May 11, 2008

Consistency Is King

I've never actually flown JetBlue myself, but almost everyone I know seems to have wonderful things to say about them. Enough so that it's sunk in: leather seats, friendly crew, great in-flight entertainment.

They've even launched a new campaign called "Jetting" that's all about the superiority of their experience. So it was with no small amount of dismay that I encountered their actual website, and discovered that it was in no way the HTML, Java or Ajax equivalent of plush leather seats. In fact, it was quite the opposite.

I mean given that this is the one point of interaction many (if not most) consumers will have with them, the website should really be something special.

And it's not.

To wit: If I want to fly out of NYC, I can only select one of the 3 airports (JFK, LaGuardia & Newark) - there's no default "NYC" option that shows me flights from all 3 so that I can select the cheapest one/best time/etc. Now any New Yorker can tell you that this is a very useful function since all three airports are (more or less) equidistant from Manhattan, and flight prices can fluctuate wildly between them. It's not a tough thing to add and it's present in sites like Kayak and Expedia.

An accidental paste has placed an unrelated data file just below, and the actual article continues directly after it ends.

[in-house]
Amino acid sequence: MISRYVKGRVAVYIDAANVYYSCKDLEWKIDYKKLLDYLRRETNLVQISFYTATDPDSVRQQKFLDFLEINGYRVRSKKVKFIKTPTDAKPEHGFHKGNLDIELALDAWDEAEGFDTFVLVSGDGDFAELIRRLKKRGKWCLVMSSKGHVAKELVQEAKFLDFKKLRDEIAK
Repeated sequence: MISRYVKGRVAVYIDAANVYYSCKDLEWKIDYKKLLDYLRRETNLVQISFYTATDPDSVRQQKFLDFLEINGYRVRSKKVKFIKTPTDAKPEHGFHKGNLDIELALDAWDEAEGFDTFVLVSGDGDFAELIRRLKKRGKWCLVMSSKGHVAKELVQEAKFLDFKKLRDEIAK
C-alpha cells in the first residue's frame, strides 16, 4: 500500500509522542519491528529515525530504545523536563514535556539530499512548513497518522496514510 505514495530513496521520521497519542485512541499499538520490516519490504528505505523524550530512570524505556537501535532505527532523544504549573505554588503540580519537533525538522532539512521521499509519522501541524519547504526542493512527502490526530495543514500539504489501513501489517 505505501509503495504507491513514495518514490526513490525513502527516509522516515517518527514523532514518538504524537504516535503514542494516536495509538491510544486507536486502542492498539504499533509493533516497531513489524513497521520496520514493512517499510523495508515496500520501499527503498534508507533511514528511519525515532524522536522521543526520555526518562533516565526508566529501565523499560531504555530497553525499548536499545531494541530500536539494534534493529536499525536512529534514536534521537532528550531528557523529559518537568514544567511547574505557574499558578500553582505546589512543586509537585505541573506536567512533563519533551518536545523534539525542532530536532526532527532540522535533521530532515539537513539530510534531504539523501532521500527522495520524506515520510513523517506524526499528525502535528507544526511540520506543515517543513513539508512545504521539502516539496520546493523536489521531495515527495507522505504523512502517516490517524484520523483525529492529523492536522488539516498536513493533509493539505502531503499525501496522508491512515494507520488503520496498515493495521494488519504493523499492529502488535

So already they're losing me.

Then, once I do pick an airport, the site only gives me one-way options and prices, leaving it to me to figure out the cheapest combinations myself, rather than grouping them together the way most airline sites do. This just adds an extra step (Is the 8:25 departure plus the 7:30 return cheaper than the 9:25 departure and 10:30 return?) and makes the site seem far more confusing than necessary.

The lesson here is that brands need to think about how and where consumers find them and to make sure that experience matches the experience promised in the advertising. For an airline like JetBlue, the website is a critical part of the flying experience, since it will likely be the consumer's first "official" contact with the brand-- even if they ultimately book the ticket through Travelocity or Expedia or even a travel agent, many consumers will check out the Jet Blue site at some point in the process. And making sure that site matches all the great buzz the airline has generated should be far more important to them than any other marketing effort they're undertaking.

Unfortunately, for too many marketers, that realization hasn't even begun to set in.

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